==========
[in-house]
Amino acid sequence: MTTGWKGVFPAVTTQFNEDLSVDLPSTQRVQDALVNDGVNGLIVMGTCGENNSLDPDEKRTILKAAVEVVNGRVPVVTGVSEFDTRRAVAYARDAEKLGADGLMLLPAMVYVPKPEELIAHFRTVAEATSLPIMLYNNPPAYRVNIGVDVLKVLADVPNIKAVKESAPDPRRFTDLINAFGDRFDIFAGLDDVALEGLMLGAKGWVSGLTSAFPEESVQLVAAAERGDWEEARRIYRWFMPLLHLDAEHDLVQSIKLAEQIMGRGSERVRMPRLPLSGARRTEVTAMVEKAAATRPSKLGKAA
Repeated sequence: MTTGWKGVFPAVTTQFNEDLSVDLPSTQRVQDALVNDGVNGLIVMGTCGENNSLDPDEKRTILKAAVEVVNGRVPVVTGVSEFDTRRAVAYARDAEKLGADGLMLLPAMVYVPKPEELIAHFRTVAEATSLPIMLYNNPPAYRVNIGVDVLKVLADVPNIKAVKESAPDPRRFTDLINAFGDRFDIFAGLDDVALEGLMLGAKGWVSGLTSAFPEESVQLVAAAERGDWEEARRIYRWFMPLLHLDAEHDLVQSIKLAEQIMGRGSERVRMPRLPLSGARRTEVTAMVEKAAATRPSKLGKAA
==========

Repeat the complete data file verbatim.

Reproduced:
[in-house]
Amino acid sequence: MTTGWKGVFPAVTTQFNEDLSVDLPSTQRVQDALVNDGVNGLIVMGTCGENNSLDPDEKRTILKAAVEVVNGRVPVVTGVSEFDTRRAVAYARDAEKLGADGLMLLPAMVYVPKPEELIAHFRTVAEATSLPIMLYNNPPAYRVNIGVDVLKVLADVPNIKAVKESAPDPRRFTDLINAFGDRFDIFAGLDDVALEGLMLGAKGWVSGLTSAFPEESVQLVAAAERGDWEEARRIYRWFMPLLHLDAEHDLVQSIKLAEQIMGRGSERVRMPRLPLSGARRTEVTAMVEKAAATRPSKLGKAA
Repeated sequence: MTTGWKGVFPAVTTQFNEDLSVDLPSTQRVQDALVNDGVNGLIVMGTCGENNSLDPDEKRTILKAAVEVVNGRVPVVTGVSEFDTRRAVAYARDAEKLGADGLMLLPAMVYVPKPEELIAHFRTVAEATSLPIMLYNNPPAYRVNIGVDVLKVLADVPNIKAVKESAPDPRRFTDLINAFGDRFDIFAGLDDVALEGLMLGAKGWVSGLTSAFPEESVQLVAAAERGDWEEARRIYRWFMPLLHLDAEHDLVQSIKLAEQIMGRGSERVRMPRLPLSGARRTEVTAMVEKAAATRPSKLGKAA